# 10. PIPINGS/VALVES and PRESSURE VESSELS

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```					10. PIPINGS/VALVES and PRESSURE VESSELS
Piping Standard

Schedule number
• Pipes were originally classified on the basis of wall thickness
as standard (extra strong, and double extra strong).
• Because of modern industrial demands for more exact spec,
pipes are now specified according to wall thickness by a
standard formula for schedule number designated by the
American Standards Association.
• Schedule number is defined by ASS as: = 1000 Ps/Ss
where Ps = safe working pressure
Ss = safe working fiber stress
Piping Standard
Schedule number
• Ten schedule numbers are in use at present.
• These are 10, 20, 40, 60, 80, 100, 120, 140, 160
• For pipe diameters up to 10 in, schedule 40 corresponds to the
former “standard” pipe and schedule 80 corresponds to the
former “extra strong” pipe.
Piping Standard
Schedule number
How they came up with the formula?
Bursting pressure of a thin walled cylinder may be estimated from
the following equation:

Pb = 2ST tm/Dm   where: Pb = bursting pressure
ST = tensile strength
tm = minimum wall thickeness
Dm = mean diameter
Piping Standard
Schedule number
A safe working pressure Ps can be evaluated from equation if the
tensile strength is replaced by a safe working fiber stress Ss

Ps = 2Sstm/Dm
Piping Standard

Nominal pipe diameter
Pipe sizes are based on the approximate diameter and are reported as
nominal pipe sizes. Although the wall thickness varies depending on
the schedule number, the outside diameter of any pipe having a given
nominal size is constant and independent of the schedule number. This
permits the use of standard fittings and treading tools on pipes of
different schedule numbers
Piping Standard

Tubing
Copper tubing, brass tubing are used extensively in industrial
operations. Other metals, such as nicklel and stainless steel, are also
available in the form of tubing.
Although pipe specifications are based on standard nominal sizes,
tubing specs are based on the actual outside diameter with a
designated wall thickness.
Conventional system, such as the Birmingham wire gauge (BWG) are
used to indicate the wall thickness.
Piping Standard

Fitting and other piping auxiliaries
• Fittings, flanges, valves, flow meters, steam traps and many other
auxiliaries are often rated on the basis of the safe operating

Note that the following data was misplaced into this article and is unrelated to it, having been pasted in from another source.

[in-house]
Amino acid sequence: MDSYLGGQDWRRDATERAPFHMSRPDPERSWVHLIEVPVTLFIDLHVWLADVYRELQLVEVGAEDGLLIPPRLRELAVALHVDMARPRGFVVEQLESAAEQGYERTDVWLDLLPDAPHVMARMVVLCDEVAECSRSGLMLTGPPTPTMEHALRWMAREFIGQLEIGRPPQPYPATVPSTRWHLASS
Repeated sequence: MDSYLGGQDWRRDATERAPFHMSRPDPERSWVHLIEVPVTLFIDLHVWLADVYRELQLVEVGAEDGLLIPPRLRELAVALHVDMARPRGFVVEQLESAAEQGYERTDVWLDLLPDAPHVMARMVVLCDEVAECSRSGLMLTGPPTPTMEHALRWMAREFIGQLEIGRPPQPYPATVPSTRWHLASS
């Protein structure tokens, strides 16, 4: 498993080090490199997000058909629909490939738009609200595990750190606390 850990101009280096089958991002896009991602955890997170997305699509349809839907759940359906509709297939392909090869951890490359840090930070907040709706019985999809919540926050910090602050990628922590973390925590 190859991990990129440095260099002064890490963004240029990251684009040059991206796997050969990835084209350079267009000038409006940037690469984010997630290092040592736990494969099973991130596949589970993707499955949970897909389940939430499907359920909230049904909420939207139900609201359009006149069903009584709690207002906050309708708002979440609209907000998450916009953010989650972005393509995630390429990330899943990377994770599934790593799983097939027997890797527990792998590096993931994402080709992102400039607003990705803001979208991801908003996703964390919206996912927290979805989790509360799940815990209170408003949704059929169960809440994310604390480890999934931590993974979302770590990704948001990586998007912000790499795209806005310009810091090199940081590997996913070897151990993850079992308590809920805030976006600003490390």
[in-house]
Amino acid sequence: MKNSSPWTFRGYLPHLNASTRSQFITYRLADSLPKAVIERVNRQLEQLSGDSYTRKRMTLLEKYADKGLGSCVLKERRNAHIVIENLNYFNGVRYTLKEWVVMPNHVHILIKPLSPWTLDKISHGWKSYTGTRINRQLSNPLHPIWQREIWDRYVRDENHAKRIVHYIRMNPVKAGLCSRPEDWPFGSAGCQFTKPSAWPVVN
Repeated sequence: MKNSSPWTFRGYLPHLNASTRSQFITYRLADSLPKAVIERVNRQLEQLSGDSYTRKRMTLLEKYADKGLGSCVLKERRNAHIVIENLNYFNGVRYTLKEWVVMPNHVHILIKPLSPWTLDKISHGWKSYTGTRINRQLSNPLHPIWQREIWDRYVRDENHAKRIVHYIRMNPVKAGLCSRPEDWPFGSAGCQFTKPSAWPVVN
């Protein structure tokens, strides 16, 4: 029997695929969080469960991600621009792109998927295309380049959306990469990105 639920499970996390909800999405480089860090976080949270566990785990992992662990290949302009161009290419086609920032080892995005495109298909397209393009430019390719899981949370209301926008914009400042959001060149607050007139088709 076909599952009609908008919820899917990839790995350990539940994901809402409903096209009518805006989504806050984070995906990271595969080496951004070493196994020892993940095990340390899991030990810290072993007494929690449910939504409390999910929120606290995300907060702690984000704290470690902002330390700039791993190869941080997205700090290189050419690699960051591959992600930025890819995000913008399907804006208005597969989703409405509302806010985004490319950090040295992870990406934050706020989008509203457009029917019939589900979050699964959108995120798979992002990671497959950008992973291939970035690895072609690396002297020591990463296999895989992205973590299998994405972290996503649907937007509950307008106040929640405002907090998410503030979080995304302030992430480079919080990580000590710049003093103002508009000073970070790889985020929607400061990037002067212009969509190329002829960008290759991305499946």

pressure as:
25 psi – low pressure
125 psi - standard
250 psi – extra heavy
300 to 10,000 - hydraulic
Piping: Code and Standards

• The American National Standards Institute (ANSI) and the
American Petroleum Institute (API) have established
dimensional standards for most widely used piping components

• ANSI B31
- List of those standards can be found in the ANSI B31 code
section
- Section also lists specifications for pipe and fitting materials
and testing methods of the American Society for Testing and
Materials (ASTM)
- American Welding Society (AWS) specification
- Standard of the manufacturers Standardization Society of the
Valve and Fitting Industry (MSS)
Piping: Code and Standards

The design of piping system applied to this project is listed as
ASME B31.3
• ASME stands for American Society of Mechanical Engineer
• ASME 31.3 is actually a section of ANSI B31
• ASME (ANSI) 31.3 is a Standard Number and designation is
Chemical Plant and Petroleum Refinery Piping
• ASME (ANSI) 31.1 scope and application:
- For all piping within the property limits of the facilities engaged
in the processing or handling of chemical, petroleum or related
product unless specifically excluded by the code
• Information on latest issue can be obtain for ASME. 345 East
47th st. New York NY 10017
Valves

1.   Gate Valves
– used to minimize pressure drop in the open position and to
stop flow rather than to regulate it.
Valves

2. Globe Valves - offer ease in throttling
Valve

3. Diaphragm valves

Diaphragm valves
– limited to 50psi, excellent for fluid containing suspended solids
Valves

4.   Plug valve – for throttling service, little likelihood of leakage
when closed.
Valve
5. Ball valves
Valves

6. Butterfly valve
Valves

7. Needle Valves – offer flow adjustment on small lines
Valves
Valves
8. Check Valves

• Used to prevent reversal of flow
1. Swing check valve
- Normal design is for use only in horizontal lines
2. Lift check valves
- Vertical lift check valve – for installation in vertical line, where
the flow is normally upward
- Globe check valve – for use in horizontal lines
- Angle check valve – used for installation where a vertical line
with upward flow turn horizontal
3. Tilting disk check valve
- May be installed both horizontally and vertically. Less pressure
drop at low velocity but greater at high velocity. Arrests
slamming.
Pressure-Relieving Devices

•   The possibilities for development of excess pressure exist in nearly
every process plant.
•   Excess pressure can develop from:
1. explosion